In part three, I will move from deconstructivism to action painting. La Liga is spinning out of control, but we can take hope from an unlikely source: Major League Baseball (MLB).
MLB is the world's top baseball league in the sport's birthplace, the United States. MLB has thirty teams, eight of which make the upcoming playoffs. That's a lower ratio than the six Spanish sides out of twenty which qualify for Europe.
Like La Liga, MLB has no salary cap. Consequently, big spenders have flourished- take the current hegemony of the Boston Red Sox (post-2004) and New York Yankees (post-1980s). The nouveau riche is represented by the Philadelphia Phillies, though money does not buy a top team: ask the Chicago Cubs, Los Angeles Dodgers, and New York Mets. Some well-managed clubs get by on a smaller payroll: the Oakland Athletics (Brad Pitt movie!), Florida Marlins, and Chicago White Sox.
One big difference: who wins in MLB. Last year's World Series featured the San Francisco Giants and Texas Rangers, teams with little modern history. This season should feature playoff teams from Detroit, Milwaukee, and Phoenix, among lesser markets. Part of the explanation: making the playoffs puts a team eleven wins away from a championship, far fewer than La Liga's thirty-eight matches.
A look into why MLB and La Liga have produced such disparate results below the jump:
I have not analyzed commingled structural factors such as attendance, merchandising, and TV coverage. But a positive correlation is likely, suggesting a greater financial and marketing balance would help La Liga as a whole. MLB's revenue-sharing model must work to some extent: we Baltimore Orioles fans are mildly content, even after fourteen straight losing seasons.
Why? For starters, MLB negotiates its TV deal. The league has tightwad owners and poor baseball markets- the Tampa Bay Rays may have both. But with a highly-refined cantera, the Rays made the 2008 World Series. Ensuring a revenue baseline allows clubs to make decisions with foresight, not at gunpoint.
Valencia is a great example in La Liga. Knowing its creditors- banks and the local government- would not demand payment, the club has retooled and sold big-name players simultaneously (Juan Mata, David Silva, David Villa). But down the road, the global economic crisis has hit Villarreal differently. Despite a high probability of Champions League football, the club had to sell Santi Cazorla, arguably its best player, to league rival Málaga.
Another idea: include non-monetary considerations in player transfers. One example is the sale of a foreign player spot for a period of time. MLS fans recognize this as akin to the designated player rule. This would reward smaller clubs for scouting low-cost replacements from non-European leagues.
By contrast, the proposal to eliminate transfer fees altogether would permanently destroy competitive balance. The new normal for players would become: sign with a wealthy and prestigious club, go on loan (if necessary) with a non-compete clause, rinse, and repeat. The rest of La Liga would become mere feeder clubs for the big two (if not already).
Most controversially: establish a luxury tax. In MLB, the big spenders send millions to lower-budget teams and to the league, creating a baseline of parity. As thirty-eight jornadas of Barcelona versus Real Madrid would lose its luster, the big two owe their status in part to big crowds and TV ratings in Getafe and Santander. And if Barca and Madrid leave for a European "Super League," the rest of La Liga can do little to stop them. The complaints of Florentino Pérez and Sandro Rosell that revenue sharing would inhibit profitability do not pass muster.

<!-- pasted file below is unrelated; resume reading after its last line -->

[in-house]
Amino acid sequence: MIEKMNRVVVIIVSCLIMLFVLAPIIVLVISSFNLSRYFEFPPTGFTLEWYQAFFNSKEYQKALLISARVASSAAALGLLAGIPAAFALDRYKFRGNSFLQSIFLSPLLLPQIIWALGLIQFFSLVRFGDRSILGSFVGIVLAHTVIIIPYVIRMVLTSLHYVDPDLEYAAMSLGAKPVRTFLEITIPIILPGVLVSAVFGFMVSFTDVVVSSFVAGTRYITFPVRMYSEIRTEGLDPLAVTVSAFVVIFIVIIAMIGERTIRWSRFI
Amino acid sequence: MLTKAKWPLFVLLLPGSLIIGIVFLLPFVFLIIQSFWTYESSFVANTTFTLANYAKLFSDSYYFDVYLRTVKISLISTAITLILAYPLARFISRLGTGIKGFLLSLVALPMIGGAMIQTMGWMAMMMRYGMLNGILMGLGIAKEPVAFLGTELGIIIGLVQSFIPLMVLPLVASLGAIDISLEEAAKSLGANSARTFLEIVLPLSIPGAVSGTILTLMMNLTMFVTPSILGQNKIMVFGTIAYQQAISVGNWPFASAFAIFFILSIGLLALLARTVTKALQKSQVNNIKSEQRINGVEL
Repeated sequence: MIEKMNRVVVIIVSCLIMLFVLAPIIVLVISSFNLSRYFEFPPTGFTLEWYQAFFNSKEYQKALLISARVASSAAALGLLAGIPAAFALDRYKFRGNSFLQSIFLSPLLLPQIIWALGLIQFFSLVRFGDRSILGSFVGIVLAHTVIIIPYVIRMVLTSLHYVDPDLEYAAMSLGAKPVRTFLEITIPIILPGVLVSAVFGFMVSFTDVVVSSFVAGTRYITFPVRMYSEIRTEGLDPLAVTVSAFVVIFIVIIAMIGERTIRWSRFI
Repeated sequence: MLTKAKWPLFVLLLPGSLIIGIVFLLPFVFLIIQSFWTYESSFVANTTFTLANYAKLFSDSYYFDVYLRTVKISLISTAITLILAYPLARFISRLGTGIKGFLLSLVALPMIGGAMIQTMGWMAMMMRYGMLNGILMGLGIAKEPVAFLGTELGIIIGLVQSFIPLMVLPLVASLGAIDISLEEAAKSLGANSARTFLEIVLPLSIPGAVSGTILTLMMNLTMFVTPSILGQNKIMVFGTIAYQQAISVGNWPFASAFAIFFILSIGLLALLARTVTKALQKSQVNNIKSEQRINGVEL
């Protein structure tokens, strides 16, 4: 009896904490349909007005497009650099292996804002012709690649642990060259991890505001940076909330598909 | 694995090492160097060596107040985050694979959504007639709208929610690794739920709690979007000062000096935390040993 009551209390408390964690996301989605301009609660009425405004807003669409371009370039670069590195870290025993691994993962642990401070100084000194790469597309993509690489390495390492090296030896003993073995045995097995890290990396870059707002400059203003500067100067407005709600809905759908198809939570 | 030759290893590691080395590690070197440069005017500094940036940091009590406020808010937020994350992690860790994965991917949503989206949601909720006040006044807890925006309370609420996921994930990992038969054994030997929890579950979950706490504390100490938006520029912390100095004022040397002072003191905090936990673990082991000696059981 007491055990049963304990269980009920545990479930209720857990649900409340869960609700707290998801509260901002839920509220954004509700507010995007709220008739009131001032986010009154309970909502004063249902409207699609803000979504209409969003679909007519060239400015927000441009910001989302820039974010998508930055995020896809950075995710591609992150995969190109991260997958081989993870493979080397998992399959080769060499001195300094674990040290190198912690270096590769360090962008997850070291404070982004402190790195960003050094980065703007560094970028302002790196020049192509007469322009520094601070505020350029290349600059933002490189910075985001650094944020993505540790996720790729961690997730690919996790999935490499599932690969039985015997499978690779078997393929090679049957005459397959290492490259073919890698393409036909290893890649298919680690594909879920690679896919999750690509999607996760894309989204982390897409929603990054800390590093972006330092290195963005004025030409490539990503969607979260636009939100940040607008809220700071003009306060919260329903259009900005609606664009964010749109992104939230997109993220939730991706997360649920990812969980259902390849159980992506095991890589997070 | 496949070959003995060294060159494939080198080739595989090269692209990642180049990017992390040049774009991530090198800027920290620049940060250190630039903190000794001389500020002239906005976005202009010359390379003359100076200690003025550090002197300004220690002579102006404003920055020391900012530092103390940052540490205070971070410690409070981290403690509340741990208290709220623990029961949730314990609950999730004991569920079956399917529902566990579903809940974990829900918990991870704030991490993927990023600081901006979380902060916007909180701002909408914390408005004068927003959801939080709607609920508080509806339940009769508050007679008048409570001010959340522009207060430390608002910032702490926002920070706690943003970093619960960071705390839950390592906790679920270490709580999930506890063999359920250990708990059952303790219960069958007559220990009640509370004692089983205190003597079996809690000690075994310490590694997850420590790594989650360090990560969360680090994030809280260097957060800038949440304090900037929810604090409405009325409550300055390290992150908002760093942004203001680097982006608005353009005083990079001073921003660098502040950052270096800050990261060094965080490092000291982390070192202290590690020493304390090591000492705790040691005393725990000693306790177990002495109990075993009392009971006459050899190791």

First, the transient nature of American life is unique. For example, I saw a recent interview with Detroit Pistons guard Rodney Stuckey: he wore a Baltimore Orioles cap at a college football game in Seattle. So it may be unreasonable for Villarreal to develop fans in Vigo or Jerez de la Frontera.
On the other hand, Villarreal now has fan clubs in Poland, Scotland, Slovakia, and the United States (that's us). Not bad for a team from a town of 50,000 inhabitants. And all it takes is one player, match, or friend or family member to establish lifelong ties.
Second, these solutions will not cure La Liga overnight. Barcelona and Real Madrid will continue to dominate for the foreseeable future, as structural changes take time. But Villarreal broke the top-two hegemony not too long ago: in 2007-08. Now the league must create conditions which will increase that possibility in the future and build excitement in all of La Liga.
MLB and La Liga share many structural difficulties. Yankees-Red Sox is the only regular season match-up that attracts popular attention, yet the playoffs still garner great ratings. And the World Series winner is often outside the top-third in payroll.
So money and on-the-field successes do not always coincide. But even Orioles fans don't complain too much about Boston and New York: wealthy and successful teams breed rivalries and healthy doses of contempt.
No one wants to destroy the rich histories of Real Madrid and Barcelona. But winning La Liga should not depend on goal difference away to Zaragoza. Leveling the playing field will pay off in the long run, and MLB is an excellent guidepost.
Look out for part four, in which Arron will undoubtedly tear this counter-proposal to shreds. Have your say: would revenue-sharing and the luxury tax work in La Liga?